Jana Bennett's eight-year reign as head of the BBC's television division is expected to come to a close this month, with the executive due to take up a new role at the BBC's commercial arm. The change of job for the BBC veteran, who is credited as having overseen the return of Doctor Who and launched BBC3 and BBC4, is expected to trigger a wide-ranging search for a replacement, with the BBC looking outside its ranks in both the UK and abroad. One 'source' allegedly 'familiar with the situation' is alleged to have said: 'As soon as the Christmas schedule is put to bed an announcement is expected about Jana.' The announcement about her change of jobs could come in the next few days, and is expected to be made before the end of the year. During her tenure as director of television, and latterly as BBC Vision director, Bennett was criticised following the 2007 Crowngate affair, which led to the departure of BBC1 controller Peter Fincham, for showing 'a lack of curiosity.' She failed grasp that Fincham had made a misleading statement about footage that wrongly purported to show the Queen 'storming out' of a room. However, during her time, the BBC's flagship channels continued to perform well, with BBC1 holding audience share better than all of its rivals. Several BBC names have been touted as possible replacements, such as former BBC2 chief Roly Keating, Peter Salmon and George Entwistle, but the signs are that the corporation does not believe the right candidate is within its the organisation at present. That would trigger an intriguing race for one of the most powerful jobs in British television, where the person in charge is ultimately responsible for the corporation's portfolio of general entertainment TV channels, including BBC1, BBC2 and CBeebies. The person appointed is likely to be considered a potential successor to Mark Thompson as director general. From outside the BBC, Kevin Lygo, the head of ITV Studios, Lorraine Heggessey, the former controller of BBC1 and former BBC2 controller Jane Root are among the names that could be touted – although the BBC is keen to ensure that candidates from the US also emerge. Other rising BBC stars have been, apparently, been 'discreetly' ruled out. Helen Boaden, the director of BBC News, has just taken on some of the wider responsibilities for journalism held by outgoing deputy director general Mark Byford, and is not expected to apply. Tim Davie, the director of audio and music, who some believe is interested in the position, is not seen as having sufficient editorial experience to take on the television job. He was previously a marketer before joining the BBC. Bennett has told friends that she feels it is time for her to develop her international and commercial credentials. Her new job will see her act as a creative director at BBC Worldwide, based in London, with responsibilities that will include its international channels and the international version of the BBC iPlayer. Rumours about Bennett's move have been circulating for some weeks. She was, according to the Gruniad Morning Star, 'coy' about the subject of her leaving BBC Vision at a recent Broadcasting Press Guild lunch, admitting that there have been talks about a move to BBC Worldwide 'from time to time.' Separately, BBC Vision executives are bracing themselves for cuts following a high-level internal meeting this week. The division, which encompasses TV production and broadcasting along with digital video content, is expected to bear the brunt of a planned twenty per cent cut in management over the next year.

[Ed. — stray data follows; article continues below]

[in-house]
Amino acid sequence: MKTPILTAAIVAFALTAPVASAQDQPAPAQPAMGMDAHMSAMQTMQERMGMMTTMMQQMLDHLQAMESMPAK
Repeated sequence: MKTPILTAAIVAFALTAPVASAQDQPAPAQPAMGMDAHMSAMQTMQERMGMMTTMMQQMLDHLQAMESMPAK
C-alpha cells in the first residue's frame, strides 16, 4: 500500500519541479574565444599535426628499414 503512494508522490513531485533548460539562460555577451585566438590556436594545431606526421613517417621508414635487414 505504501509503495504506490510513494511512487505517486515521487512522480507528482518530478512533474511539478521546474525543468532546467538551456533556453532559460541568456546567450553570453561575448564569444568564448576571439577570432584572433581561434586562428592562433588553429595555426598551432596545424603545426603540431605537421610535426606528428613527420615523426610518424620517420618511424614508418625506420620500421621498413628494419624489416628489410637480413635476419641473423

David Hasselhoff is rumoured to be in line to replace Piers Morgan as a judge on Britain's Got Talent, it has been alleged. The former Baywatch actor left the equivalent position on America's Got Talent earlier this year - although it was alleged that Hasselhoff was dropped due to his well-publicised battle with alcohol. Simon Cowell is now believed to have offered the fifty eight-year-old a half-a-million pound deal to judge the next series of the ITV talent contest in place of Morgan, who has stepped down to concentrate on his new CNN anchor role. A 'source' allegedly told the Sun: 'David was delighted to receive the call as he really enjoyed his time on America's Got Talent. He is popular in the UK and loves the country, so for him it is a dream opportunity. You might say it's ironic Simon asked David to replace him after he was dropped in America. But they are great pals and David is really looking forward to the auditions.' A show spokesperson confirmed that they were in negotiations with Hasselhoff but denied that a deal was already done. They said: 'We are talking to David Hasselhoff. Nothing has been finalised.'